Running the program, we get our flag!

       __       __                          _                      ____ __           
  ____/ /___   / /_   __  __ ____ _ ____ _ (_)____   ____ _       / __// /_ _      __
 / __  // _ \ / __ \ / / / // __ `// __ `// // __ \ / __ `/      / /_ / __/| | /| / /
/ /_/ //  __// /_/ // /_/ // /_/ // /_/ // // / / // /_/ /      / __// /_  | |/ |/ / 
\__,_/ \___//_.___/ \__,_/ \__, / \__, //_//_/ /_/ \__, /______/_/   \__/  |__/|__/  
                          /____/ /____/           /____//_____/

BH01 #

Preliminary analysis #

For the sake of shortness I won’t show checksec and file output, this binary was a stripped 64-bit executable with all protections enabled.

Running the program we get the following output. It asks us for a word, then sends us some garbage.

[email protected]:~/ctfs/cyber-fast-track/BH01$ ./program 
What is the magic word?
test **<- this is supplied by us**
Did you understand that?

Static analysis in Ghidra #

At first glance we don’t see any functions with names… great that means the binary is stripped. That isn’t a problem however because we can see the function entry which is where the program will start executing. We can see that the first parameter called in __libc_start_main is FUN_00101209 so lets check that out.


This function is big and gross but it seems to be printing a flag! The interesting part is that the loop occurs a random amount of times, which is strange… We can see it is also reading in 40 characters supplied by us.

undefined8 FUN_00101209(void) {

/* Lots of variable declaractions */ 

  local_10 = *(long *)(in_FS_OFFSET + 0x28);
  tVar5 = time(&local_88);
  local_48 = 0;
  local_40 = 0;
  local_38 = 0;
  local_30 = 0;
  local_28 = 0;
  local_20 = 0;
  local_7d = 0x16120a05;
  local_79 = 0x18;
  puts("What is the magic word?");
  fgets((char *)&local_48,0x28,stdin);
  local_78 = 0x103f4f6c803a05b6;
  local_70 = 0x9f2abbb5f5e62364;
  local_68 = 0x982b00094580efba;
  local_60 = 0x3f4675fb93f9dfb2;
  local_58 = 0x1afcba39;
  iVar3 = rand();
  uVar4 = (int)*(char *)((long)&local_48 + (long)(int)*(char *)((long)&local_7d + (long)(iVar3 % 5))
                        ) - 0x5a;
  local_90 = 0;
  while (local_90 < uVar4) {
    bVar1 = ~*(byte *)((long)&local_78 + (ulong)local_90) + 0x2f;
    bVar2 = (byte)local_90;
    bVar1 = (~(~(0x57 - (~(bVar1 * -0x80 | bVar1 >> 1) - 0x33)) - 0x3f) ^ bVar2) + 0x4e ^ bVar2;
    bVar1 = ~((bVar1 * '\x02' | bVar1 >> 7) + 0x3d) ^ bVar2;
    bVar1 = ~(bVar1 << 3 | bVar1 >> 5);
    if ((int)uVar4 < 0) break;
    bVar1 = ~((bVar1 << 5 | bVar1 >> 3) - bVar2) - 0x17;
    bVar1 = ~((bVar1 * -0x80 | bVar1 >> 1) - bVar2);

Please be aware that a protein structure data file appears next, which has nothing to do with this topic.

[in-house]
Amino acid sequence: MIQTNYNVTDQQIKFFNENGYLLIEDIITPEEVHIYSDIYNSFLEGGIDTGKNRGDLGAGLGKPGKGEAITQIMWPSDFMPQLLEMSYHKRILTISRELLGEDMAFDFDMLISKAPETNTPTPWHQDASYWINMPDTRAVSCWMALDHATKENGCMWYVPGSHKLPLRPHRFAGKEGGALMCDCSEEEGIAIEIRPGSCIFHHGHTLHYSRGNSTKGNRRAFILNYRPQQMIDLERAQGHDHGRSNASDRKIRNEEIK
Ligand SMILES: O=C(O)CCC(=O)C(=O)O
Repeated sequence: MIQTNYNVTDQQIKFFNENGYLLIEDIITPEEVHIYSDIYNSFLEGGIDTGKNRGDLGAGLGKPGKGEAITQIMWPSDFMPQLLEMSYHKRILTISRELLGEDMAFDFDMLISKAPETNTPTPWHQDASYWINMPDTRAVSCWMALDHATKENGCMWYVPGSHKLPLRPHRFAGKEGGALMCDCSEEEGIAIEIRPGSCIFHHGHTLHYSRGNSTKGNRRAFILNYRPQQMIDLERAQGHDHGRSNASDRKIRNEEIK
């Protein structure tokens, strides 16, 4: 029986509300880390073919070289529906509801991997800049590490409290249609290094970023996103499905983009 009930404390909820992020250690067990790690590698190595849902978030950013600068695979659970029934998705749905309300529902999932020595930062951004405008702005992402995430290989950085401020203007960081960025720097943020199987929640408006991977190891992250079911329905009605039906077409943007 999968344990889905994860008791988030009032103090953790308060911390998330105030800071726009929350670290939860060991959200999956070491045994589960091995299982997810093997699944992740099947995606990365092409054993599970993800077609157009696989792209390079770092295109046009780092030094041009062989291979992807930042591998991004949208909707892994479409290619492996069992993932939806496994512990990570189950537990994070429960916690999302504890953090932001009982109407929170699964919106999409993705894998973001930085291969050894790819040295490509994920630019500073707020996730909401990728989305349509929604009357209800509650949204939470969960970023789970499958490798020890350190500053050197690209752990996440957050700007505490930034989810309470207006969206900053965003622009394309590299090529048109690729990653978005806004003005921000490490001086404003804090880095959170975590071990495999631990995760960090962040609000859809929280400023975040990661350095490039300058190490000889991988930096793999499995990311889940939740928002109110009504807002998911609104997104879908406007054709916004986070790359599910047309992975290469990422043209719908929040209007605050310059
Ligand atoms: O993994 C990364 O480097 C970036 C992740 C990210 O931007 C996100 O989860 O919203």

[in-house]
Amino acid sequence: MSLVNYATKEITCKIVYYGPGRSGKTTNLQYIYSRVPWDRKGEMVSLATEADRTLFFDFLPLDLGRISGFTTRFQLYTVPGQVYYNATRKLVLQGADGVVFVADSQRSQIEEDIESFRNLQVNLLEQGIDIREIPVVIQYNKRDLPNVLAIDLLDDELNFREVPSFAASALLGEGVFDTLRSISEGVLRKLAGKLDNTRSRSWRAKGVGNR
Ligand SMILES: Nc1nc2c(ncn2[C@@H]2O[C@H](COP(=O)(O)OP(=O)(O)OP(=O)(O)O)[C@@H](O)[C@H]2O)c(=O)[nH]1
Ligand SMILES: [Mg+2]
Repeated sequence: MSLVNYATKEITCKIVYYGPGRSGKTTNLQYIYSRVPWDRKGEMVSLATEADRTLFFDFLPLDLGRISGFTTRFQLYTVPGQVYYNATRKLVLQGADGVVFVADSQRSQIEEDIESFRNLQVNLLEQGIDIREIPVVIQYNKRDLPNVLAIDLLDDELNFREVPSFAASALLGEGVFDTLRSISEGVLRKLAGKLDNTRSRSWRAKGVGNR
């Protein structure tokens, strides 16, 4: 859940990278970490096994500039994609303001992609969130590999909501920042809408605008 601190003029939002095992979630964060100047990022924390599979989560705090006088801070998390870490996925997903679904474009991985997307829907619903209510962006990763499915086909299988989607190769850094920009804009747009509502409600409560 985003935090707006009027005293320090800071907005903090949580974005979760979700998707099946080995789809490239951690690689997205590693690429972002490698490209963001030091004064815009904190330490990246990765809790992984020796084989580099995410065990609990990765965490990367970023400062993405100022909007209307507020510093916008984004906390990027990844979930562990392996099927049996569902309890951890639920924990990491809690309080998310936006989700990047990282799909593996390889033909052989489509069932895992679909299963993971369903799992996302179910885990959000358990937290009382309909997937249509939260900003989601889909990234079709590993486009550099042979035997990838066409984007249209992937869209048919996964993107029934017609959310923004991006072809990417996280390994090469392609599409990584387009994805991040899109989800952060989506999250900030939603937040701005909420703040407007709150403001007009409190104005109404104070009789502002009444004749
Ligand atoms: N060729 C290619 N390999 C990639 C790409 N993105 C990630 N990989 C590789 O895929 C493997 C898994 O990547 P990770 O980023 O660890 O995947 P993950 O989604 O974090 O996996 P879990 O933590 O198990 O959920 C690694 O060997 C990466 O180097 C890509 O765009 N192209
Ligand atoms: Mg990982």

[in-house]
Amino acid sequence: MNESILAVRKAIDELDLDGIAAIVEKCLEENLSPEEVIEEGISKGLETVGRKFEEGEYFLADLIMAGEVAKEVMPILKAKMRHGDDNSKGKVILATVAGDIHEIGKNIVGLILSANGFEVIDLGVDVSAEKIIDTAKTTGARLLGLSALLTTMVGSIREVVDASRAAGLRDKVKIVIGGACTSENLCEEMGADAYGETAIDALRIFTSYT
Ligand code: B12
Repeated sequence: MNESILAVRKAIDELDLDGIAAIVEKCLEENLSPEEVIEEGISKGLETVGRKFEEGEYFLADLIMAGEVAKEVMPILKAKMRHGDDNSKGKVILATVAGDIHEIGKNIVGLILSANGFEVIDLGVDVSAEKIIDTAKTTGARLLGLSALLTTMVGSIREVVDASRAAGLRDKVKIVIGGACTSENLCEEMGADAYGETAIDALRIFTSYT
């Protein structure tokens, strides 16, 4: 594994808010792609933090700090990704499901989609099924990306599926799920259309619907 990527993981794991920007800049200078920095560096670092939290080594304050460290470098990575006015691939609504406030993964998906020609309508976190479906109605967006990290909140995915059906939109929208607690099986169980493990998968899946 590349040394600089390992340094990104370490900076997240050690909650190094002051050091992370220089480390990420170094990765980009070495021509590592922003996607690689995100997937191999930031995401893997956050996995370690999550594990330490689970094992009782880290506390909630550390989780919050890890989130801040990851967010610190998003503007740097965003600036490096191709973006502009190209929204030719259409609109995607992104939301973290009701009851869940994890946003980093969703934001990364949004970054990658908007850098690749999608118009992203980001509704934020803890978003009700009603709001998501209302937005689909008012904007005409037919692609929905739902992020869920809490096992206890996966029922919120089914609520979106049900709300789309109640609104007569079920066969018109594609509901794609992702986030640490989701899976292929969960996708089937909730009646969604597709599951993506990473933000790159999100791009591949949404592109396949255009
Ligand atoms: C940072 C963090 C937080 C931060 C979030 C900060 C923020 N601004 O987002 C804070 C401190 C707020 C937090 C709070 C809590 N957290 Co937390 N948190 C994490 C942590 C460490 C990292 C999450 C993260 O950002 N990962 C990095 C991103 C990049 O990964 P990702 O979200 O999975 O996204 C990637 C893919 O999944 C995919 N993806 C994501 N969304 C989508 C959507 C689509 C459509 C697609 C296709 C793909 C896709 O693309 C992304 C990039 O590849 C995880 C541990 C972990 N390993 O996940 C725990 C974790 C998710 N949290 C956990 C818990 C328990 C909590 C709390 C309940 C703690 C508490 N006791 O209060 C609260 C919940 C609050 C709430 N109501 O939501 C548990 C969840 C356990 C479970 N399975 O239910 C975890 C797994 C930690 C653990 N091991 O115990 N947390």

bVar1 = 0xad - ((bVar1 << 3 | bVar1 >> 5) + 0x3c);
    bVar1 = (bVar1 * ' ' | bVar1 >> 3) + bVar2;
    bVar1 = (bVar1 * '\b' | bVar1 >> 5) - bVar2;
    bVar1 = ~(bVar1 * -0x80 | bVar1 >> 1) ^ bVar2;
    bVar2 = (bVar1 * -0x40 | (byte)-bVar1 >> 2) - bVar2;
    bVar1 = ~(~(~(bVar2 * ' ' | bVar2 >> 3) ^ 0x45) - 8);
    *(byte *)((long)&local_78 + (ulong)local_90) =
         (0xd1 - ((bVar1 << 2 | bVar1 >> 6) ^ 0xef) ^ 0x65) - 0x3a;
    local_90 = local_90 + 1;
  puts((char *)&local_78);
  puts("Did you understand that?");
  if (local_10 == *(long *)(in_FS_OFFSET + 0x28)) {
    return 0;
                    /* WARNING: Subroutine does not return */

Fuzzing #

I figured before moving on in our analysis, I should see what different values would come out as. Since we know that the function is reading in 40 characters, I just used python to generate a string of 40 ‘a’s and then piped it into the program

[email protected]:~/ctfs/cyber-fast-track/BH01$ python3 -c "print('a'*40)" | ./program 
What is the magic word?
Flag: ad#����*���E	
Did you understand that?

Wait what? We now see the start of a flag! Just continuing to fuzz I was interesting in what 40 ‘b’s would cause the program to print. It gives us another readable character! At this point I figured I would just work my way down the rest of the ascii table and see what the output of the program is…

[email protected]:~/ctfs/cyber-fast-track/BH01$ python3 -c "print('b'*40)" | ./program 
What is the magic word?
Flag: aLd#����*���E	
Did you understand that?
[email protected]:~/ctfs/cyber-fast-track/BH01$ python3 -c "print('c'*40)" | ./program 
What is the magic word?
Flag: aLi#����*���E	
Did you understand that?
[email protected]:~/ctfs/cyber-fast-track/BH01$ python3 -c "print('d'*40)" | ./program 
What is the magic word?
Flag: aLit����*���E	
Did you understand that?

Each time we supply a character further along in the alphabet we get more of the flag! So I jumped to the end of the alphabet.

[email protected]:~/ctfs/cyber-fast-track/BH01$ python3 -c "print('z'*40)" | ./program 
What is the magic word?
Flag: aLittLeObfuScatIonalCharAc9���
Did you understand that?

Ok so we’re close, but we’re still missing those last few characters. Since C handles chrarcters as their integer value, I figured I’d check what comes after z on the ascii table.


We can see that it’s {, |, }, and ~. Since there are 4 garbage values left it’s probably a safe bet to jump to ~ as it’s the last printable character in the ascii table. Sure enough, that gives us our flag.

[email protected]:~/ctfs/cyber-fast-track/BH01$ python3 -c "print('~'*40)" | ./program 
What is the magic word?
Flag: aLittLeObfuScatIonalCharActEr
Did you understand that?